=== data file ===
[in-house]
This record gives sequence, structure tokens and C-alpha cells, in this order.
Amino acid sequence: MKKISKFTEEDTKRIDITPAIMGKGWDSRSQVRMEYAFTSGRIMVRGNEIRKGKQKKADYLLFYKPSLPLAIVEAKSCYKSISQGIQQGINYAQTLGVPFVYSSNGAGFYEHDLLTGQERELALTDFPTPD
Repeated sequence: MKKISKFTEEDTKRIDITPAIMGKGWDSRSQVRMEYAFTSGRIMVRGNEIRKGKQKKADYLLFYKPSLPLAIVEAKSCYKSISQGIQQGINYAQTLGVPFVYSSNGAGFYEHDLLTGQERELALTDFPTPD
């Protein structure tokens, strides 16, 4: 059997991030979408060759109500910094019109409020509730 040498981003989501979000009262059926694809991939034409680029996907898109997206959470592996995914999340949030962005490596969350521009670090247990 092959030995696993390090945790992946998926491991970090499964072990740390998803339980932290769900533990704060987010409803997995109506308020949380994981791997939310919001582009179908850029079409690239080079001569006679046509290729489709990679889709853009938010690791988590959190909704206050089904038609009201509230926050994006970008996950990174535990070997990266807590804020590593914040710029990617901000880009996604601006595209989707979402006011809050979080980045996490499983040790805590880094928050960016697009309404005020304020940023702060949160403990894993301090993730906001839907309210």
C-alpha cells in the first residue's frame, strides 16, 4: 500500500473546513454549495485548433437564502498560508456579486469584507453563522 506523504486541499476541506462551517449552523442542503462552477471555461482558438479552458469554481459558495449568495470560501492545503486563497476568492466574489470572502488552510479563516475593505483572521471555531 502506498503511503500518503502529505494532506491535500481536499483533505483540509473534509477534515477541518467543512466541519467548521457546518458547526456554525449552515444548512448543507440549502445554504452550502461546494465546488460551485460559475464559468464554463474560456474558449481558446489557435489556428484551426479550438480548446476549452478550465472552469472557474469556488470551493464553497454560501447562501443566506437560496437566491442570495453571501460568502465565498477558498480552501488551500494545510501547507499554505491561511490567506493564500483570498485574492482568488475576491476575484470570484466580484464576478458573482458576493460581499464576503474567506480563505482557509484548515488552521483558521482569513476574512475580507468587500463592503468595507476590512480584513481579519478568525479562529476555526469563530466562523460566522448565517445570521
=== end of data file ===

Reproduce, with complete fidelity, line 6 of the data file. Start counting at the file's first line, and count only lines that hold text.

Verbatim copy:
C-alpha cells in the first residue's frame, strides 16, 4: 500500500473546513454549495485548433437564502498560508456579486469584507453563522 506523504486541499476541506462551517449552523442542503462552477471555461482558438479552458469554481459558495449568495470560501492545503486563497476568492466574489470572502488552510479563516475593505483572521471555531 502506498503511503500518503502529505494532506491535500481536499483533505483540509473534509477534515477541518467543512466541519467548521457546518458547526456554525449552515444548512448543507440549502445554504452550502461546494465546488460551485460559475464559468464554463474560456474558449481558446489557435489556428484551426479550438480548446476549452478550465472552469472557474469556488470551493464553497454560501447562501443566506437560496437566491442570495453571501460568502465565498477558498480552501488551500494545510501547507499554505491561511490567506493564500483570498485574492482568488475576491476575484470570484466580484464576478458573482458576493460581499464576503474567506480563505482557509484548515488552521483558521482569513476574512475580507468587500463592503468595507476590512480584513481579519478568525479562529476555526469563530466562523460566522448565517445570521